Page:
A senior manager at Google, named Tanuja Gupta, resigned from the company on Wednesday, 1 June, after a Dalit rights activist was not allowed to give a presentation on caste following emails by employees calling her "anti-Hindu."
In April this year, Thenmozhi Soundararajan, the founder of Equality Labs, a Dalit civil rights organisation, was scheduled to give a lecture to employees of Google News during Dalit History Month.
However, several Google employees called Soundararajan "Hindu-phobic" and "anti-Hindu" in emails to company heads, The Washington Post reported, citing copies of documents posted on Google's intranet and mailing lists that included thousands of employees, as well as interviews with Google employees who spoke on the condition of anonymity, fearing retaliation.
Soundararajan then appealed directly to Google's Chief Operating Officer (CEO) Sundar Pichai, who hails from an upper-caste Indian family, to allow her to give her presentation. However, she did not receive any response from him.
'Most Institutions Wouldn’t Do What Google Did': Soundararajan
The presentation was cancelled, which led some employees to say that Google was willfully ignoring caste bias.
Gupta, the senior manager at Google News who had invited Soundararajan to speak on the matter, thus put in her papers on Wednesday.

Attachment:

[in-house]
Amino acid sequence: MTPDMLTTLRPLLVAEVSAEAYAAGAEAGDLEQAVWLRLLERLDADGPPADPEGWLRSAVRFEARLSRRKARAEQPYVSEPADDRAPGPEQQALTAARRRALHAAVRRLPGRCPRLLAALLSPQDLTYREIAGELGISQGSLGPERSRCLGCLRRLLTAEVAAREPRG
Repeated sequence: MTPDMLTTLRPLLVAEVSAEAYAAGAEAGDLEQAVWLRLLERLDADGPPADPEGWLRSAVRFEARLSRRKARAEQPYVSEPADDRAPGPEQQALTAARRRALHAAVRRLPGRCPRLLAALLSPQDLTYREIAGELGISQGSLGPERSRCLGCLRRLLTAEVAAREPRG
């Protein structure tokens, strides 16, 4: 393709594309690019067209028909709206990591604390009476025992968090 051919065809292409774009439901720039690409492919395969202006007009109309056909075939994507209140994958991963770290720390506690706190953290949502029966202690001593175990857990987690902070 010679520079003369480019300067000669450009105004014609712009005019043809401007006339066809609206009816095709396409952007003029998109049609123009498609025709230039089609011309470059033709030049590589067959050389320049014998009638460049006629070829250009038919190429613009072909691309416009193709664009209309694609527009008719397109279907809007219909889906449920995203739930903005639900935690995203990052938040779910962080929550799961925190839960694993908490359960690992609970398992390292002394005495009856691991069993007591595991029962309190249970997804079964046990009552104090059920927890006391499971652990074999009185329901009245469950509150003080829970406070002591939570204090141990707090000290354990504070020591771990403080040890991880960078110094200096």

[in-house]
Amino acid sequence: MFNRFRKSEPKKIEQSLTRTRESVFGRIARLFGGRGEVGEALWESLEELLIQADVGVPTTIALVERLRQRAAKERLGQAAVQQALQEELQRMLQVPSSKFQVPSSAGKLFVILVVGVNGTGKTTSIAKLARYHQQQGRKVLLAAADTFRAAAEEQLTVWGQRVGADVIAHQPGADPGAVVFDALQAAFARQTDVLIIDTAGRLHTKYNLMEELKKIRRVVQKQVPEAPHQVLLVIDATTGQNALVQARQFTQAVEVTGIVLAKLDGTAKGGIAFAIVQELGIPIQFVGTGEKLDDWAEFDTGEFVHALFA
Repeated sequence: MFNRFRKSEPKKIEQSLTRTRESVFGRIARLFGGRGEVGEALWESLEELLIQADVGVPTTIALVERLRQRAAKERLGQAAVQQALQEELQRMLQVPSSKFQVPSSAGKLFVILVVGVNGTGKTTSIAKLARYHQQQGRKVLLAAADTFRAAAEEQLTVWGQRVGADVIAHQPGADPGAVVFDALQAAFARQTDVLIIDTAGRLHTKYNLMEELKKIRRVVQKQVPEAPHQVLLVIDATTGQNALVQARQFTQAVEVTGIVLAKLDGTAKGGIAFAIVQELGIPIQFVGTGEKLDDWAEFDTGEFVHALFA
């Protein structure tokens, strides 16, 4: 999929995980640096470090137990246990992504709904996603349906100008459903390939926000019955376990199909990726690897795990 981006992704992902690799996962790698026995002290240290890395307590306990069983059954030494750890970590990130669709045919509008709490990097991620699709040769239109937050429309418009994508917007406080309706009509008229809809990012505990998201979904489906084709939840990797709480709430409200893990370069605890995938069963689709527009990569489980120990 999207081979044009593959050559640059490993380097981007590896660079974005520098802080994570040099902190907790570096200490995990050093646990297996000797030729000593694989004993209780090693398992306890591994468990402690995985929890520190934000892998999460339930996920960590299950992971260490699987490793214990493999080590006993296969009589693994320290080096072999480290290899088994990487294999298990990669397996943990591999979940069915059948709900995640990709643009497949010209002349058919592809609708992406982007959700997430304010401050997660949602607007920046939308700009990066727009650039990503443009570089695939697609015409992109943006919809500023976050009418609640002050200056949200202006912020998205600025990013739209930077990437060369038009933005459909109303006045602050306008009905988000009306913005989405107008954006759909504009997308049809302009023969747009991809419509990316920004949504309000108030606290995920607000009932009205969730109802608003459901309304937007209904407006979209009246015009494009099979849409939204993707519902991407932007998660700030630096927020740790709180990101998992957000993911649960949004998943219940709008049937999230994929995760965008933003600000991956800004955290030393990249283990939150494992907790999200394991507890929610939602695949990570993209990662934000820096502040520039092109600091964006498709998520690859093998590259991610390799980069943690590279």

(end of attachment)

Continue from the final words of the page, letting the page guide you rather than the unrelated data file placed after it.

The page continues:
Soundararajan, who has delivered presentations on caste at Microsoft, Airbnb, Netflix, Saleforce, and Adobe, said that Equality Labs had started receiving invitations from tech companies after protests against the killing of George Floyd, an African-American man, in the United States.
"Most institutions wouldn’t do what Google did. It’s absurd. The bigoted don’t get to the set the pace of conversations about civil rights," Soundararajan said.
In Gupta's resignation email, she questioned Google regarding whether it wanted its diversity efforts to succeed.
"Retaliation is a normalised Google practice to handle internal criticism, and women take the hit," Gupta wrote, as per the report.
She was also one of the organisers of the 2018 Google Walkout, which saw 20,000 of the company's employees across the world briefly walking out of their offices as a mark of protest against the company's alleged mismanagement of sexual harassment cases.
The remaining six organisers had already left the company.
'No Way Sundar Pichai Doesn't Know About Caste Issues'
Soundararajan, who is also a Dalit, has spent years urging social media companies to include caste as a protected category for their hate-speech policies.
Sharing her thoughts on Google CEO Pichai, Soundararajan said that he "is Indian and he is Brahmin and he grew up in Tamil Nadu. There is no way you grow up in Tamil Nadu and not know about caste because of how caste politics shaped the conversation," the newspaper reported.
"If he can make passionate statements about Google’s (diversity equity and inclusion) commitments in the wake of George Floyd, he absolutely should be making those same commitments to the context he comes from where he is someone of privilege," she added.
Google spokesperson issued a statement, saying, "Caste discrimination has no place in our workplace. We also have a very clear, publicly shared policy against retaliation and discrimination in our workplace."
"We also made the decision to not move forward with the proposed talk which - rather than bringing our community together and raising awareness - was creating division and rancour," the spokesperson further said.
(With inputs from The Washington Post.)